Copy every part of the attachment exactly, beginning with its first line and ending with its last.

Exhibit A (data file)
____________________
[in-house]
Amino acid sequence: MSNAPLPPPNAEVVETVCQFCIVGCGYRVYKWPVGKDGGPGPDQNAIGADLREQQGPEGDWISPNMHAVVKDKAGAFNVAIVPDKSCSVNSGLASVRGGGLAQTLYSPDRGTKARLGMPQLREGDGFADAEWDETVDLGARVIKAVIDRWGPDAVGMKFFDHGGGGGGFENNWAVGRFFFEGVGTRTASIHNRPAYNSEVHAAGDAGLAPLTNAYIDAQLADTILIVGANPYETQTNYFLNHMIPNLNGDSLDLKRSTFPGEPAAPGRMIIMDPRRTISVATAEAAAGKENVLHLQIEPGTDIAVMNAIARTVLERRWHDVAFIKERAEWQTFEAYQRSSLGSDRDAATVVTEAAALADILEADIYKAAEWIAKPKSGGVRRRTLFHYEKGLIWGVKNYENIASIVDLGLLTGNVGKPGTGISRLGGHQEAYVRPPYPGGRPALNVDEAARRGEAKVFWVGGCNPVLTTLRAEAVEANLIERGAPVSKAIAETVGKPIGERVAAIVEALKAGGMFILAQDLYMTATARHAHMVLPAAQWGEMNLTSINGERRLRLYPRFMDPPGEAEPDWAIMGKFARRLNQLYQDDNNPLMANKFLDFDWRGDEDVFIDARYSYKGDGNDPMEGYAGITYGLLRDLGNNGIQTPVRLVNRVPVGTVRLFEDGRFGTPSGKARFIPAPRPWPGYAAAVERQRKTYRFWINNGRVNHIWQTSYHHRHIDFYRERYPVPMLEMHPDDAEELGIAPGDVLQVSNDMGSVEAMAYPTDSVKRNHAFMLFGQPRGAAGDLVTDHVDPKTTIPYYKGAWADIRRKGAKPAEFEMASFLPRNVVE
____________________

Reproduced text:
[in-house]
Amino acid sequence: MSNAPLPPPNAEVVETVCQFCIVGCGYRVYKWPVGKDGGPGPDQNAIGADLREQQGPEGDWISPNMHAVVKDKAGAFNVAIVPDKSCSVNSGLASVRGGGLAQTLYSPDRGTKARLGMPQLREGDGFADAEWDETVDLGARVIKAVIDRWGPDAVGMKFFDHGGGGGGFENNWAVGRFFFEGVGTRTASIHNRPAYNSEVHAAGDAGLAPLTNAYIDAQLADTILIVGANPYETQTNYFLNHMIPNLNGDSLDLKRSTFPGEPAAPGRMIIMDPRRTISVATAEAAAGKENVLHLQIEPGTDIAVMNAIARTVLERRWHDVAFIKERAEWQTFEAYQRSSLGSDRDAATVVTEAAALADILEADIYKAAEWIAKPKSGGVRRRTLFHYEKGLIWGVKNYENIASIVDLGLLTGNVGKPGTGISRLGGHQEAYVRPPYPGGRPALNVDEAARRGEAKVFWVGGCNPVLTTLRAEAVEANLIERGAPVSKAIAETVGKPIGERVAAIVEALKAGGMFILAQDLYMTATARHAHMVLPAAQWGEMNLTSINGERRLRLYPRFMDPPGEAEPDWAIMGKFARRLNQLYQDDNNPLMANKFLDFDWRGDEDVFIDARYSYKGDGNDPMEGYAGITYGLLRDLGNNGIQTPVRLVNRVPVGTVRLFEDGRFGTPSGKARFIPAPRPWPGYAAAVERQRKTYRFWINNGRVNHIWQTSYHHRHIDFYRERYPVPMLEMHPDDAEELGIAPGDVLQVSNDMGSVEAMAYPTDSVKRNHAFMLFGQPRGAAGDLVTDHVDPKTTIPYYKGAWADIRRKGAKPAEFEMASFLPRNVVE